Incognito - Binance Smart Chain bridge

A bridge from Binance Smart Chain (BSC for short) to Incognito is one of the most desired features now.

BSC supports bridges to 35 other blockchains, which means that if Incognito has a bridge to BSC, it would have a bridge to those 35 blockchain networks as well. Additionally, people have been bridging their crypto assets to BSC enormously according to BSC’s token tracker in order to experience Defi dApps in a faster and cheaper way as compared to its counterpart (a.k.a Ethereum) so imagine if Incognito offers a method to bring anonymity possibility to 1% of BSC’s users who actually care about privacy, it would be a huge leap of the project in new user acquisition as well as processing volume.

How will the Incognito - BSC bridge solve problems for users?

The current Incognito users benefit from the bridge on cheap and stable shielding / unshielding fees. For example, At the time of writing:

  • A direct shielding from Ethereum to Incognito costs ~$1.66 (gas used by shielding transaction: 41,000, gas price: 15 gwei, eth price: $2,700). The cost is even more expensive for unshielding that would be ~$10.2 (gas used by shielding transaction: 253,000, gas price: 15 gwei, eth price: $2,700).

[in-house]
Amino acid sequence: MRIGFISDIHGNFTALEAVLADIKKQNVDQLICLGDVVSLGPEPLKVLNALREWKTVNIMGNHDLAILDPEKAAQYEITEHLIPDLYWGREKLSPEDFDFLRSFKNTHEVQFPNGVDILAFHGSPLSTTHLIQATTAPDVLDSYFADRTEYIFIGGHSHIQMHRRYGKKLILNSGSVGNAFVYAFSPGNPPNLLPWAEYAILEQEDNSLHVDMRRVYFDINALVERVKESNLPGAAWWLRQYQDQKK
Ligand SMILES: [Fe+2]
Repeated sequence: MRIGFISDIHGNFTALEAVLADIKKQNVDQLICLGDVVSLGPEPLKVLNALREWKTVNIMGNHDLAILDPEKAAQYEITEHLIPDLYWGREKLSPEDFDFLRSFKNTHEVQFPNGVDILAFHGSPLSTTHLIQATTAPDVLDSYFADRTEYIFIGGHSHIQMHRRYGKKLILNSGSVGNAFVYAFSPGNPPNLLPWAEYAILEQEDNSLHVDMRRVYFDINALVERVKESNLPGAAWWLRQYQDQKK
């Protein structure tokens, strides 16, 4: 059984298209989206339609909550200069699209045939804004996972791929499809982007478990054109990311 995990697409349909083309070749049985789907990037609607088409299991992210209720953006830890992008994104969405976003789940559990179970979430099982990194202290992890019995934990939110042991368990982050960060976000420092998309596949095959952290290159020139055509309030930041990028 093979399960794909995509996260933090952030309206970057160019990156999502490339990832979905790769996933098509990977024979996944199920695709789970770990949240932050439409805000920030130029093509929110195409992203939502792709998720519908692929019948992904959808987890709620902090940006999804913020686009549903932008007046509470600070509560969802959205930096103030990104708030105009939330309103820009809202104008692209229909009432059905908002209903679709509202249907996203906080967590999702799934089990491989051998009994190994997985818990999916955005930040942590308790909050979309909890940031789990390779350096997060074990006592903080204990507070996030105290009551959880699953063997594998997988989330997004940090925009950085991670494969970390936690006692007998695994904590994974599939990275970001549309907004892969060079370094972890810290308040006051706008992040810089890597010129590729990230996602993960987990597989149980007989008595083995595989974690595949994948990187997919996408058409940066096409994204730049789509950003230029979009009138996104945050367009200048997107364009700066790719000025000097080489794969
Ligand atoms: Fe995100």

• A shielding from BSC to Incognito will only cost ~$0.15 (gas used by shielding transaction: 77,000, gas price: 5 gwei, BNB price: $400), similarly for the unshielding which will cost ~$0.3 (gas used by shielding transaction: 145,000, gas price: 5 gwei, BNB price: $400). Of course, the shielding & unshielding costs will have to include network fees in BNB to convert ETH into wrapped ETH and wrapped ETH back to ETH through Binance’s bridge.

For the new users, the expensive fees would also be a big barrier to onboarding. These users likely want to try out with a small shielding / unshielding to learn how the system works prior to having more confidence with larger ones. So giving those a try through the BSC bridge will help overcome the dilemma.

Also, for BSC’s Defi dApps users who actually care about privacy, the Incognito - BSC bridge is introducing pBSC, an extension of BSC that has a similar approach to the pEthereum but with much cheaper fees. This enables privacy-protecting BSC transactions and privacy-protecting decentralized applications like Pancake Swap or Pancake Bunny.

Typical flow

The following illustrates the flow of coins that happens over public chains, Binance Smart Chain, and Incognito chain.

As illustrated in the typical flow above, to be able to shield coins from public networks like Bitcoin, Ethereum, etc, you need to:

Step 1: convert public coins to wrapped coins on Binance Smart chain first. This could be done through the Binance bridge. Please have a look at Binance bridge user guide in case you aren’t familiar with it.